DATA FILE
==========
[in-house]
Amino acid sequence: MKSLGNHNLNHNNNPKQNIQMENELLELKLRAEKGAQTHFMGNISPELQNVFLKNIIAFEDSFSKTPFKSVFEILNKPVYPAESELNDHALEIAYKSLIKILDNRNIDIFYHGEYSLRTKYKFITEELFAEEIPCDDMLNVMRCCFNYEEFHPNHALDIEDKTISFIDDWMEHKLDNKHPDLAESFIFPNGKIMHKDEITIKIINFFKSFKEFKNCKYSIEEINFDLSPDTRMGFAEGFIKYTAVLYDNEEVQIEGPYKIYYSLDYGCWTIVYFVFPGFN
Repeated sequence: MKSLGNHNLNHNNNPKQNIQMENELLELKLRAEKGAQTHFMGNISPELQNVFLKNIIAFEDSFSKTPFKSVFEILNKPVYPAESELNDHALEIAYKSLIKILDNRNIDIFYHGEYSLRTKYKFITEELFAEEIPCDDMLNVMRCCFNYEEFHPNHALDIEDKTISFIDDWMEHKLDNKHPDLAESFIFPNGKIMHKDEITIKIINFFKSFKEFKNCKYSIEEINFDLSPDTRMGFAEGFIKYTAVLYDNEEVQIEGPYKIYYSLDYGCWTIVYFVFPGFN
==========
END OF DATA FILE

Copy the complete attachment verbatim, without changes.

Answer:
[in-house]
Amino acid sequence: MKSLGNHNLNHNNNPKQNIQMENELLELKLRAEKGAQTHFMGNISPELQNVFLKNIIAFEDSFSKTPFKSVFEILNKPVYPAESELNDHALEIAYKSLIKILDNRNIDIFYHGEYSLRTKYKFITEELFAEEIPCDDMLNVMRCCFNYEEFHPNHALDIEDKTISFIDDWMEHKLDNKHPDLAESFIFPNGKIMHKDEITIKIINFFKSFKEFKNCKYSIEEINFDLSPDTRMGFAEGFIKYTAVLYDNEEVQIEGPYKIYYSLDYGCWTIVYFVFPGFN
Repeated sequence: MKSLGNHNLNHNNNPKQNIQMENELLELKLRAEKGAQTHFMGNISPELQNVFLKNIIAFEDSFSKTPFKSVFEILNKPVYPAESELNDHALEIAYKSLIKILDNRNIDIFYHGEYSLRTKYKFITEELFAEEIPCDDMLNVMRCCFNYEEFHPNHALDIEDKTISFIDDWMEHKLDNKHPDLAESFIFPNGKIMHKDEITIKIINFFKSFKEFKNCKYSIEEINFDLSPDTRMGFAEGFIKYTAVLYDNEEVQIEGPYKIYYSLDYGCWTIVYFVFPGFN